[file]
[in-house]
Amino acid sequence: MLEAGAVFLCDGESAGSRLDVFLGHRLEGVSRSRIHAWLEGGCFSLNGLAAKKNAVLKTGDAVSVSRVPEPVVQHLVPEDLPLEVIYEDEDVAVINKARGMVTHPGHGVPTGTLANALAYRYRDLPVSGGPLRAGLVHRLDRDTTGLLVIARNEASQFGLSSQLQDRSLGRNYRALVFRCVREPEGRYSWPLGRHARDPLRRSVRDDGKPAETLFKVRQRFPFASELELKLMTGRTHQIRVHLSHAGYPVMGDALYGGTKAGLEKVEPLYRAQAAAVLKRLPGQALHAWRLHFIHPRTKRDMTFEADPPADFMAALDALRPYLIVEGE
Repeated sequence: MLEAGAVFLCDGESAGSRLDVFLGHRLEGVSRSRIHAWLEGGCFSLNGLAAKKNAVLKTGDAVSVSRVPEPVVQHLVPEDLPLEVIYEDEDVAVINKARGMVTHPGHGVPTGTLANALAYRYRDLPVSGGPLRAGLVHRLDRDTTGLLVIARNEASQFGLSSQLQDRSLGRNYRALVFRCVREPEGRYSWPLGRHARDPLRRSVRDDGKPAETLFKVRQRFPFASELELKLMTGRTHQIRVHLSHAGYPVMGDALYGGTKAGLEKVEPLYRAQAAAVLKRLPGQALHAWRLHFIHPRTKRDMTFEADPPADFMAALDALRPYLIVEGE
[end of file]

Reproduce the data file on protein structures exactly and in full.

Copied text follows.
[in-house]
Amino acid sequence: MLEAGAVFLCDGESAGSRLDVFLGHRLEGVSRSRIHAWLEGGCFSLNGLAAKKNAVLKTGDAVSVSRVPEPVVQHLVPEDLPLEVIYEDEDVAVINKARGMVTHPGHGVPTGTLANALAYRYRDLPVSGGPLRAGLVHRLDRDTTGLLVIARNEASQFGLSSQLQDRSLGRNYRALVFRCVREPEGRYSWPLGRHARDPLRRSVRDDGKPAETLFKVRQRFPFASELELKLMTGRTHQIRVHLSHAGYPVMGDALYGGTKAGLEKVEPLYRAQAAAVLKRLPGQALHAWRLHFIHPRTKRDMTFEADPPADFMAALDALRPYLIVEGE
Repeated sequence: MLEAGAVFLCDGESAGSRLDVFLGHRLEGVSRSRIHAWLEGGCFSLNGLAAKKNAVLKTGDAVSVSRVPEPVVQHLVPEDLPLEVIYEDEDVAVINKARGMVTHPGHGVPTGTLANALAYRYRDLPVSGGPLRAGLVHRLDRDTTGLLVIARNEASQFGLSSQLQDRSLGRNYRALVFRCVREPEGRYSWPLGRHARDPLRRSVRDDGKPAETLFKVRQRFPFASELELKLMTGRTHQIRVHLSHAGYPVMGDALYGGTKAGLEKVEPLYRAQAAAVLKRLPGQALHAWRLHFIHPRTKRDMTFEADPPADFMAALDALRPYLIVEGE